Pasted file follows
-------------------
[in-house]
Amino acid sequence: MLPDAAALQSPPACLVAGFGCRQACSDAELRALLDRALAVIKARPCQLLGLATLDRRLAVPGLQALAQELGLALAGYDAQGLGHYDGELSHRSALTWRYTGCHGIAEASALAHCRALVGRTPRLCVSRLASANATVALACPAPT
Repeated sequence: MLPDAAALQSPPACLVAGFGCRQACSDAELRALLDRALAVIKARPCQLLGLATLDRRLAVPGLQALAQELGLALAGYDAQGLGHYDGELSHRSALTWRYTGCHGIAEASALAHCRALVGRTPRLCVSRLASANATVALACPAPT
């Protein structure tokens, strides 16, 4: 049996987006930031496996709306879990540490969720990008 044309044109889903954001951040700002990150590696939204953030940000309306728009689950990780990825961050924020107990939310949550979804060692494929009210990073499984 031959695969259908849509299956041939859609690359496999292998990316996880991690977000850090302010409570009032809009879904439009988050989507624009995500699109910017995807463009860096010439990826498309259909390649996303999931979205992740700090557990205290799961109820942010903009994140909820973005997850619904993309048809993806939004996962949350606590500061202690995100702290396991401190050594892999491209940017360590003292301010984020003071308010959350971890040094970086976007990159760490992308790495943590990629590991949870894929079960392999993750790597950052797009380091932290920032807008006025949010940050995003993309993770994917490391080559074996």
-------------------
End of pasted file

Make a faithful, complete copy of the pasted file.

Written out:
[in-house]
Amino acid sequence: MLPDAAALQSPPACLVAGFGCRQACSDAELRALLDRALAVIKARPCQLLGLATLDRRLAVPGLQALAQELGLALAGYDAQGLGHYDGELSHRSALTWRYTGCHGIAEASALAHCRALVGRTPRLCVSRLASANATVALACPAPT
Repeated sequence: MLPDAAALQSPPACLVAGFGCRQACSDAELRALLDRALAVIKARPCQLLGLATLDRRLAVPGLQALAQELGLALAGYDAQGLGHYDGELSHRSALTWRYTGCHGIAEASALAHCRALVGRTPRLCVSRLASANATVALACPAPT
């Protein structure tokens, strides 16, 4: 049996987006930031496996709306879990540490969720990008 044309044109889903954001951040700002990150590696939204953030940000309306728009689950990780990825961050924020107990939310949550979804060692494929009210990073499984 031959695969259908849509299956041939859609690359496999292998990316996880991690977000850090302010409570009032809009879904439009988050989507624009995500699109910017995807463009860096010439990826498309259909390649996303999931979205992740700090557990205290799961109820942010903009994140909820973005997850619904993309048809993806939004996962949350606590500061202690995100702290396991401190050594892999491209940017360590003292301010984020003071308010959350971890040094970086976007990159760490992308790495943590990629590991949870894929079960392999993750790597950052797009380091932290920032807008006025949010940050995003993309993770994917490391080559074996």